It took me a few years to convince the five Shriver siblings that I could be trusted to produce a thorough, complete and honest biography of their mother if they would give me unrestricted access to her private papers, 33 boxes of which were in storage at the JFK Presidential Library in Boston. I understood their reluctance; journalists have not always dealt fairly with the Kennedy Family. I pushed because I knew those papers – which her children had not read – would provide insights into the woman she was. I had won a Pulitzer Prize at the Boston Globe and later contributed to the coverage of the clergy sex abuse scandal in the Catholic Church detailed in the Oscar-winning movie “Spotlight.” I am grateful that the Shrivers did trust me with those papers and agreed to be interviewed for the book knowing they would not see the manuscript before publication. I talked as well to scores of Mrs. Shriver’s friends, extended family (including Ethel Kennedy) and colleagues in her lifelong campaign on behalf of people with intellectual disabilities. My interviews took me to London where I met a classmate who sat beside her in Study Hall in the convent school she attended when her father was the US ambassador to Great Britain. I went to Stanford University where she earned her undergraduate degree and to Chicago and West Virginia where she worked with juvenile delinquents and women in federal prison. I logged hours at the National Archives in Washington, learning all I could about the work she did during World War II in the US State Department and after the war in the US Justice Department.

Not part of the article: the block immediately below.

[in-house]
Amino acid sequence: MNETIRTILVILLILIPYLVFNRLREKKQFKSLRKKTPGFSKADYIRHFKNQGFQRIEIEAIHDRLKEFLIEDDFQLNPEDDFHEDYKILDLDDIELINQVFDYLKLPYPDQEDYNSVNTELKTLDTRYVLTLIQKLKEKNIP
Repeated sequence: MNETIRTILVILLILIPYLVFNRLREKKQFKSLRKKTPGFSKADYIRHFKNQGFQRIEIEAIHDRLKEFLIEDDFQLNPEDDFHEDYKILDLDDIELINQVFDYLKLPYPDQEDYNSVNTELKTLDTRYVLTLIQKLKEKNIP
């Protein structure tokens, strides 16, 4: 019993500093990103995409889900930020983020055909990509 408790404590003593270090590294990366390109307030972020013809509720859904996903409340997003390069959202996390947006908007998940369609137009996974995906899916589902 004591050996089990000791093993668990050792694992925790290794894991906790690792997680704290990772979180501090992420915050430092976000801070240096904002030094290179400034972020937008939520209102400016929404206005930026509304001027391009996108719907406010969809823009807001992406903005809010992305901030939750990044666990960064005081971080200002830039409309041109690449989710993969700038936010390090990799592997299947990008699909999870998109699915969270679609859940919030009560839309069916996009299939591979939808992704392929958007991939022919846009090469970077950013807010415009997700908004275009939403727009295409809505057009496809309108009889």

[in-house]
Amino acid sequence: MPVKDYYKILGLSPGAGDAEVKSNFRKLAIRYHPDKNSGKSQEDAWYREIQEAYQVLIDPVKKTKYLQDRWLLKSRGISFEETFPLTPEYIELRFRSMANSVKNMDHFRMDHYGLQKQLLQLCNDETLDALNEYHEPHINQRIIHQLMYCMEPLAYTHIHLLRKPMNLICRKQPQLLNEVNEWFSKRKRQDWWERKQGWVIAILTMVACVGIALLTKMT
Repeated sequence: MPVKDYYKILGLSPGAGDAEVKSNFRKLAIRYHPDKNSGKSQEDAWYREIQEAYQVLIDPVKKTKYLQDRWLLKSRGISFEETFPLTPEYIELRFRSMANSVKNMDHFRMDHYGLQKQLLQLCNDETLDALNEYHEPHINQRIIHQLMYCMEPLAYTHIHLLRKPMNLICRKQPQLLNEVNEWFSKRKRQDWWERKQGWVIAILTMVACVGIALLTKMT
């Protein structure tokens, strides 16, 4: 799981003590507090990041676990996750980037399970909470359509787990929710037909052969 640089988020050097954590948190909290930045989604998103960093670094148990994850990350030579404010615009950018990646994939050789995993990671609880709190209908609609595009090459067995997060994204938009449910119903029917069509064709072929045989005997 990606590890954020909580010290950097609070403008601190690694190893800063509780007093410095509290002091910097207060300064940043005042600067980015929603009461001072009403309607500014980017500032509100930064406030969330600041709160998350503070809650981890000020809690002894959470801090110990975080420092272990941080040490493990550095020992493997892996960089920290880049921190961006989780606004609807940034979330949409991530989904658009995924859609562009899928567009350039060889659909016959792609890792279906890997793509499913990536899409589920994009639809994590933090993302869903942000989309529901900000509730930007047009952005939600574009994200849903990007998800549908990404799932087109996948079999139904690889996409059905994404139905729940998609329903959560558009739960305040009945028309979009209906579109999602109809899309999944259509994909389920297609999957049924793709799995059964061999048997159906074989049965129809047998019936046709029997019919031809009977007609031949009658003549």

What do you admire most about her?